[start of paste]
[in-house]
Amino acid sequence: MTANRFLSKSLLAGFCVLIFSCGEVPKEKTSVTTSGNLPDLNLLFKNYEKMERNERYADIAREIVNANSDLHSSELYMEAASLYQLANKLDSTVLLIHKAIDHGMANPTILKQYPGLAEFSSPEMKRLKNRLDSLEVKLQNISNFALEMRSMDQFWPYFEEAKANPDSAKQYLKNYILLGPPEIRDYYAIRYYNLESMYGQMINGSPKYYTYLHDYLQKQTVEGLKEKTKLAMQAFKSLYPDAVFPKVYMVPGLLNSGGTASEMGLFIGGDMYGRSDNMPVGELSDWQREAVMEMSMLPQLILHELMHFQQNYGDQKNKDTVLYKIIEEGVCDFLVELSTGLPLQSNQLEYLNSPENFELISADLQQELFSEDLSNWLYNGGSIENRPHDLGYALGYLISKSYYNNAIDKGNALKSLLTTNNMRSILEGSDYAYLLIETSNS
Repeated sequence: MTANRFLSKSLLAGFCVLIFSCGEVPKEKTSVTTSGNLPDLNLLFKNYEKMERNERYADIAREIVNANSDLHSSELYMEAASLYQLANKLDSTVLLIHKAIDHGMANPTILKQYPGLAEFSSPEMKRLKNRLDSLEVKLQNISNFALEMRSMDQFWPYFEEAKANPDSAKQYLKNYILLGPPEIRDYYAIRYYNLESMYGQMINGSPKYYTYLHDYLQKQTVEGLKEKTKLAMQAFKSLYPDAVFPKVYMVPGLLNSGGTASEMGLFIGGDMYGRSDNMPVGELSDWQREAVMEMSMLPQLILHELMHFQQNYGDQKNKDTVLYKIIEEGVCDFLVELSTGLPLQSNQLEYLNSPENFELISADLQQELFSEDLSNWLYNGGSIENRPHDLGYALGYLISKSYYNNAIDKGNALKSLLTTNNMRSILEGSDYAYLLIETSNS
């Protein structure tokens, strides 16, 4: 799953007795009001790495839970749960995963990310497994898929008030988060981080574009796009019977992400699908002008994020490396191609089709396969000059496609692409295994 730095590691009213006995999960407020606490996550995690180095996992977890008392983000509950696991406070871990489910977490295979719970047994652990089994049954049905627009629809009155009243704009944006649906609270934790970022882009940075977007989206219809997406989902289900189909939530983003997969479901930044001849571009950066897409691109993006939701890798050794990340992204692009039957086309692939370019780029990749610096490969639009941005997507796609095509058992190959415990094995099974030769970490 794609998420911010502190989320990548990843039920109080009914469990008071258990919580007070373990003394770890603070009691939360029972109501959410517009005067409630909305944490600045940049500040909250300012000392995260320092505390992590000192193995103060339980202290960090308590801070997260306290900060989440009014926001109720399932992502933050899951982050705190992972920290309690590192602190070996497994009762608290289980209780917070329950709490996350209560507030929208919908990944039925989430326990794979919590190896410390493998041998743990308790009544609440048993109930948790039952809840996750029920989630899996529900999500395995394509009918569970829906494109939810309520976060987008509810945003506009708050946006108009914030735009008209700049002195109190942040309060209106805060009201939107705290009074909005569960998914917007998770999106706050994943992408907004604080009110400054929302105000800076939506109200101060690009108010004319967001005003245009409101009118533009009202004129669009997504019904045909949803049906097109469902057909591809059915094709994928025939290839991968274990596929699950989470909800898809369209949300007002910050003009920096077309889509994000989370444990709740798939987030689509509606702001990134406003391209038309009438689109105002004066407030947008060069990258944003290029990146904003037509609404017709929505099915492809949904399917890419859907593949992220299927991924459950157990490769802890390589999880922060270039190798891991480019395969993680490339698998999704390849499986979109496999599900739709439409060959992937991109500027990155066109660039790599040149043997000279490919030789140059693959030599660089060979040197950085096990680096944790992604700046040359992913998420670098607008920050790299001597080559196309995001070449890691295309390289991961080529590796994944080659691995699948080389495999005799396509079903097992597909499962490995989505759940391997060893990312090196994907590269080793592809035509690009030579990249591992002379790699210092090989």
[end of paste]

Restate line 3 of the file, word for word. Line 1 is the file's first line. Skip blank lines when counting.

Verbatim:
Repeated sequence: MTANRFLSKSLLAGFCVLIFSCGEVPKEKTSVTTSGNLPDLNLLFKNYEKMERNERYADIAREIVNANSDLHSSELYMEAASLYQLANKLDSTVLLIHKAIDHGMANPTILKQYPGLAEFSSPEMKRLKNRLDSLEVKLQNISNFALEMRSMDQFWPYFEEAKANPDSAKQYLKNYILLGPPEIRDYYAIRYYNLESMYGQMINGSPKYYTYLHDYLQKQTVEGLKEKTKLAMQAFKSLYPDAVFPKVYMVPGLLNSGGTASEMGLFIGGDMYGRSDNMPVGELSDWQREAVMEMSMLPQLILHELMHFQQNYGDQKNKDTVLYKIIEEGVCDFLVELSTGLPLQSNQLEYLNSPENFELISADLQQELFSEDLSNWLYNGGSIENRPHDLGYALGYLISKSYYNNAIDKGNALKSLLTTNNMRSILEGSDYAYLLIETSNS